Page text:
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Publication numberUSRE23583 E
Publication typeGrant
Publication dateNov 18, 1952
Publication numberUS RE23583 E, US RE23583E, US-E-RE23583, USRE23583 E, USRE23583E
InventorsCharles Kenneth Eilerts
Export CitationBiBTeX, EndNote, RefMan
External Links: USPTO, USPTO Assignment, Espacenet
Apparatus for use in the treatment
US RE23583 E
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Description  (OCR text may contain errors)

Nov; 18, 1952 Re. 23,583

C. K. EILERTS APPARATUS FOR USE IN THE TREATMENT OF OIL. GAS. AND GAS CONDESATE WELLS Original Filed Kay 14, I947 Reissued Nov. 18, 1952 23,583 APPARATUS FOR USE IN THE TREATMENT OF WEL S Charles Kenneth Eilert signor to I(31L, GAS, AND GAS CONDENSATE s, Bartlesville, kla., asthe United States oi America as represented by the Secretary oi the Interior Original No. 2,588,369, dated March 11, 1952, Se-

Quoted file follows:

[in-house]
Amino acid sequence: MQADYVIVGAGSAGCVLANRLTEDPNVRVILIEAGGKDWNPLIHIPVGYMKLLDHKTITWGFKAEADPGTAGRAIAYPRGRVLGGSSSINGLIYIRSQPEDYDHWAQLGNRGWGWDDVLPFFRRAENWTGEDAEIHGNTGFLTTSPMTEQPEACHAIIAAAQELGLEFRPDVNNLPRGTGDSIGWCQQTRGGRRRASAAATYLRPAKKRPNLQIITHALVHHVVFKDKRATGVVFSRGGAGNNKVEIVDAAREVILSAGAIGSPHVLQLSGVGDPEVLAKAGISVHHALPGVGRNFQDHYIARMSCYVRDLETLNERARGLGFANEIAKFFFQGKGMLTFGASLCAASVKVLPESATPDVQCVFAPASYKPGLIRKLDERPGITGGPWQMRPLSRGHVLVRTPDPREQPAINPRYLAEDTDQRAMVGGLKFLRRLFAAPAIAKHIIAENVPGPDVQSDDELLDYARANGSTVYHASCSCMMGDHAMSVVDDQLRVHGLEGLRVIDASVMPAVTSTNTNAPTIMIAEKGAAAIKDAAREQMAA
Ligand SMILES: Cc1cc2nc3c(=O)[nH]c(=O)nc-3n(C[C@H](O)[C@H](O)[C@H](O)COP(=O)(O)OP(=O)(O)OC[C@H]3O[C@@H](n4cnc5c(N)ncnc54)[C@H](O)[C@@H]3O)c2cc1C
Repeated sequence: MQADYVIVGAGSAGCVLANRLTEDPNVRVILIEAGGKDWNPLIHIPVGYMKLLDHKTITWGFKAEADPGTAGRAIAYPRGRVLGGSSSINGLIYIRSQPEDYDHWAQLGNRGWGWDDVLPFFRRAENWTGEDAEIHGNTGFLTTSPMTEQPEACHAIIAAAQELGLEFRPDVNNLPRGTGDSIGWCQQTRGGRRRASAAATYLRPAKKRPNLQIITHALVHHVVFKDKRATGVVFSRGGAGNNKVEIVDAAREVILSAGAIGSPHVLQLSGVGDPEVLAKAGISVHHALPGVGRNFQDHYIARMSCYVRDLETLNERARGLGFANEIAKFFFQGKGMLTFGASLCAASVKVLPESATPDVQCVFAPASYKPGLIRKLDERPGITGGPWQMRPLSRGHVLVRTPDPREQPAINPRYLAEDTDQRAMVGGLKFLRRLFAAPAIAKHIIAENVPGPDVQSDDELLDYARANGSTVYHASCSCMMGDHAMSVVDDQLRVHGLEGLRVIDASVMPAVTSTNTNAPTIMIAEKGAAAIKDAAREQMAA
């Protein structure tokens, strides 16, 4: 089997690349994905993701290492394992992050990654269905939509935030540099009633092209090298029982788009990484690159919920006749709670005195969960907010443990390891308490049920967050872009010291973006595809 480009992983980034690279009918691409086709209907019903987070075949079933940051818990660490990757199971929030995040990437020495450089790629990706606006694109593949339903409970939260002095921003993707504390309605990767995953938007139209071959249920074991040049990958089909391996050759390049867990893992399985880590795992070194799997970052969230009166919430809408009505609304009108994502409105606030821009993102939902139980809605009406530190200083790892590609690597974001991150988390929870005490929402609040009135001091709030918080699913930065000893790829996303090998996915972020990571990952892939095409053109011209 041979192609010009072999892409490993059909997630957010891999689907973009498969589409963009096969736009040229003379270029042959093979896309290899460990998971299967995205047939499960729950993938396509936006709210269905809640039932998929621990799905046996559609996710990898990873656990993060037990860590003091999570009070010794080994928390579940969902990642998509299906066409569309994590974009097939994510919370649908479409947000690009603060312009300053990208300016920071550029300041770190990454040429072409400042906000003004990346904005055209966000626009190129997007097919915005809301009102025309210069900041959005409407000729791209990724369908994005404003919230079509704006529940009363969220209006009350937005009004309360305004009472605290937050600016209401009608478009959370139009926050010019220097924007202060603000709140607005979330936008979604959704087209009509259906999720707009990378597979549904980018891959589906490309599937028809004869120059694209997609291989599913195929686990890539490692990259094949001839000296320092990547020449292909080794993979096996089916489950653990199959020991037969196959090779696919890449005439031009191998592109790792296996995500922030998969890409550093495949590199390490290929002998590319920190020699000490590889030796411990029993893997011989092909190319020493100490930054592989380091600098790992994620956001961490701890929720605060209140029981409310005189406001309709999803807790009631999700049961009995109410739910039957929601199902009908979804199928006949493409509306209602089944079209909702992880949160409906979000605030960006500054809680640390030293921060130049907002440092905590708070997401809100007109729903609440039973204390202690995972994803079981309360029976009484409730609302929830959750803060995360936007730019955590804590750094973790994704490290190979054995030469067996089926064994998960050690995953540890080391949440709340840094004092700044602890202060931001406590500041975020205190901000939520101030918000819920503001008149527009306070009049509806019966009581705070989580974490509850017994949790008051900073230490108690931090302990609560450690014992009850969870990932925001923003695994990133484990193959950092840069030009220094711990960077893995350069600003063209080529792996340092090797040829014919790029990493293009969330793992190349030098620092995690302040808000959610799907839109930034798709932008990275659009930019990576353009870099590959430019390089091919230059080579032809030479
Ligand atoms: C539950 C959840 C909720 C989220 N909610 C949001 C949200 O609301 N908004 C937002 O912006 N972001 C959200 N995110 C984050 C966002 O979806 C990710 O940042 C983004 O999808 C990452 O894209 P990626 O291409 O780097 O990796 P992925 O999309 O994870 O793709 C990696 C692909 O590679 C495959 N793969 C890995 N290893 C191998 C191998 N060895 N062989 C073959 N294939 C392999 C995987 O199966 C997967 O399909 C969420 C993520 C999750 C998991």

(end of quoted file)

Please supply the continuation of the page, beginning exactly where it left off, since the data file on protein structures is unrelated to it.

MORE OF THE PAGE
rialpNo. 747,990, May 14, 1947. Application for reissue June 26, 1952, Serial No. 295,349 1 2 Claims.

(Granted under the act of March 3, 1883, as

amended April 30, 1928; 370 0. G 757) Matter enclosed in heavy brackets reissue specification; matter printed in The invention described herein may be manufactured and used by or for the Government of the United States for governmental purposes without the payment to me of any royalty thereon in accordance with the provisions of the act 01' April 30. 1928 (Ch. 460, .45 Stat. L. 467).

This invention relates to the treatment of wells, it'particularly relates to apparatus for the introduction of reagents into the flow string of-w'ells and maintaining well productivity during treatment.

The equipment at a normally completed well for the recovery of fluid hydrocarbons may be thought of as comprising a casing, a christmas tree, and tubing. The casing is a steel cylinder extending from the surface to the producing zone and serving, among other purposes, to keep the earth from caving and filling the borehole. The christmas tree is an assembly or pipe fittings attached to the casing at the surface and used for controlling the production from the well. The tubing is a steel cylinder, of a smaller diameter than the casing. attached to the christmas tree and suspended inside the casing.